Beyond that, there are also steps we think schools need to take before they can safely welcome all students back. Are there going to be plastic sneeze shields around desks or cafeteria tables? How are desks, lockers and other items frequently touched during the day going to be regularly sanitized? Will students have temperature checks or be tested at the door? What happens when a student or faculty member tests positive for COVID-19? Thus far, those questions have not been answered.

While it remains to be seen how many students will opt to attend the Learning Support Centers, we reckon it will be far, far fewer than if the entire student population were to return on alternating days under the hybrid model. We feel much more comfortable with the same small group of students in the same space each day then if a different group was coming into the same classroom every few days.

The hybrid model also didn’t fully address one of the major reasons there is a push, at least nationally, for children to return to school: Allowing adults to get back to work and bolster the economy.

With alternating student schedules for in-person instruction, it would’ve made it potentially more difficult for parents to return to a normal work schedule and arrange childcare day-to-day. And for students who are going to childcare — be it a neighbor, family member or daycare facility — they would then be interacting with even more people where there is potential to contract or spread the disease.

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That doesn’t take into account the additional drain of parents trying to keep track of what days their child is going to school and which days they are not, and juggling that with their work schedules, especially if they have multiple children of varying ages. Think keeping track of when class meetings were taking place in the spring was tough? Just wait.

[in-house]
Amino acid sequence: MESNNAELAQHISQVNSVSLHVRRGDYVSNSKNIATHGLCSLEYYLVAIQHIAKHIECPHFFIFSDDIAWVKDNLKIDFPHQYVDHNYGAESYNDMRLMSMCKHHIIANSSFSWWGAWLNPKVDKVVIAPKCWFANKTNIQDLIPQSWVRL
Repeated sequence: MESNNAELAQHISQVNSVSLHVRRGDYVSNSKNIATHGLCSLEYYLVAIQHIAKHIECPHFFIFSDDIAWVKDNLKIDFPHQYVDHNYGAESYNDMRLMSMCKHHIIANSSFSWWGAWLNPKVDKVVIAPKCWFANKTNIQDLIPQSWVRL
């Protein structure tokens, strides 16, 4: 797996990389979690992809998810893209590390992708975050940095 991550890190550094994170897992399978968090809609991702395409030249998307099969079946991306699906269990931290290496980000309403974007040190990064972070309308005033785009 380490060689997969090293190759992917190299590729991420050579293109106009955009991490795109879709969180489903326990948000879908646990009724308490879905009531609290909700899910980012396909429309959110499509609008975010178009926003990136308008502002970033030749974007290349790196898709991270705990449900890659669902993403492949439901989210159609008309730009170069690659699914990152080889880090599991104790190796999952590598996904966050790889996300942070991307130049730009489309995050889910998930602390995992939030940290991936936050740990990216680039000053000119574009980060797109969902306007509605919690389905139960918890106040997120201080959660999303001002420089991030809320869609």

Using the Learning Support Center model should alleviate some of that concern.

Certainly, there are benefits of students returning to the classroom. The American Academy of Pediatrics notes that “children learn social and emotional skills, get exercise and access to mental health support and other things that cannot be provided with online learning. For many families, school is where kids get healthy meals, access to the internet, and other vital services.”

There is no substitute for in-person learning, and we won’t pretend that there is. But any return to school at this point seems premature, with great potential to cause a spike in new coronavirus cases and hospitalizations. Then we’ll be right back where we started.

School systems are better prepared for virtual learning now than they were in the spring. There is no need to rush students and teachers back into the classroom where there are still so many unanswered questions, and we’re glad Harford County’s education leaders recognized that.

With any luck, they’ll be able to use the first half of the school year to address parents’ and teachers’ concerns about students returning to in-person instruction and, across the state and the country, we’ll have an even better handle on COVID-19. Then, when the time is right, our children can safely go back to school together.